PSA: Zion NP off-limit Research Natural Areas

fossana

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I was doing some digging around about Zion NP Research Natural Areas this weekend based off a note in Courtney Purcell's Zion NP Summit Routes book and thought I would share the info since it's buried online and somewhat vague. Previously I knew about Parunuweap from Joe Braun's site, but not the others and I've seen various TRs (on other sites) where the authors unknowingly hiked or put up a climbing route in the RNAs.

The best written description I could find is in the Zion NP 36 CFR 1.7(b), Compendium 2016 starting on page 8:

Kolob Mesas: Mesa tops of Timber Top Mountain and Nagunt Mesa overlooking the Kolob Canyons. Also includes the canyon draining west from Timber Top Mountain.

Shune’s Creek: Shune’s Creek Canyon below the Navajo Sandstone cliffs along the southern boundary of the park, excluding the administrative zone around the water right diversion.

Hanging Garden: Five hanging gardens in Zion and Parunuweap Canyons. Includes the immediate vicinities of Grotto Spring, Weeping Rock, Sinawava Hanging Garden, and two unnamed springs in Parunuweap Canyon.

Isolated Mesa Tops: Isolated mesa tops that are surrounded by high cliffs of Navajo Sandstone. These include Burnt Mountain (south of La Verkin Creek), Greatheart Mesa, Inclined Temple, four unnamed high mesas west of Horse Pasture Plateau, and two closely associated unnamed mesas north of Wynopits Mountain.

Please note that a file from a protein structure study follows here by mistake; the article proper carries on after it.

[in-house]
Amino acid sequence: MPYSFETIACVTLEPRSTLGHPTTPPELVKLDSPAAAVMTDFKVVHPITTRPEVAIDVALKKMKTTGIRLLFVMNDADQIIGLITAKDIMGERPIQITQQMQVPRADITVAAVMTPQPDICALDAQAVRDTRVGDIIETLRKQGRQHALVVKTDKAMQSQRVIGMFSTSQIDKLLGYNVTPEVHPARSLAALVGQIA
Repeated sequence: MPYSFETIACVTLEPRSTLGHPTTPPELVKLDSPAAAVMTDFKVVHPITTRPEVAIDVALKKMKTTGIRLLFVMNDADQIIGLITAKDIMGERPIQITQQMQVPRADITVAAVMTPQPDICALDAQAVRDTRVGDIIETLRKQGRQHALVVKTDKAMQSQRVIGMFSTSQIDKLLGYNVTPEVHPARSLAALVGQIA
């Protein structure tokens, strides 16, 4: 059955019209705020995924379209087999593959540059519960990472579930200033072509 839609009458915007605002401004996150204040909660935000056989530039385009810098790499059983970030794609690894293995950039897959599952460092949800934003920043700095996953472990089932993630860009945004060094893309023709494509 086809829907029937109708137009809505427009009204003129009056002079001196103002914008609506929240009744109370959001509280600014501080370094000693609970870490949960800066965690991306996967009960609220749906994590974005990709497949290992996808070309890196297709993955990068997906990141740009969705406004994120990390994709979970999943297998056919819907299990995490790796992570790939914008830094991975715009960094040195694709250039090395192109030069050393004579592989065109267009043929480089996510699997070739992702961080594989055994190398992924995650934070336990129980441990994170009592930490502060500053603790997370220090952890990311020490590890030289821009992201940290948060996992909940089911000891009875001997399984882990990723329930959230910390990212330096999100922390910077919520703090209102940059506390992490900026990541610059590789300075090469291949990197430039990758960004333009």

Goose Creek: The sandstone slot canyons of Goose Creek, which drains east from Lava Point and Horse Pasture Plateau. A five-mile long tributary of the North Fork of the Virgin River with deep narrow canyons and perennial stream flow in the lower reaches.

Crazy Quilt Mesa: The top of Crazy Quilt Mesa and adjacent slopes, west of Checkerboard Mesa

Slickrock: An area of slickrock buttes, slopes and traverses, south of Clear Creek, east of Gifford Canyon and around the head of Crawford Wash.

Southeast Pinyon Juniper: An area of relatively deep sandy soils supporting relict pinyon-juniper forests in the southeastern most corner of the park.

Parunuweap: Includes Parunuweap and most of Shune’s Creek Canyons below the Navajo Sandstone, and Transview Mountain above the Navajo Sandstone.

map source
rna.png
 
Thanks for finding this and sharing. As far as maps goes Joe Braun also has been my best source for when one of his routes comes near a Research Area. When I went to Parunuweap Pass I saw some people on the top of a peak to the west and thought "I don't think they should be there." When I saw where you got to, above Gifford I, was thinking you were on the fringes of the RSA (as with Paranuweap Pass). But connecting those two points is closed..(?) Have you ever gone up the canyon at the Court of the Patriarchs and seen that ladder? It is a hanging garden but doesn't seem included specifically in the link you provided. I have seen a picture of a person repelling right by it.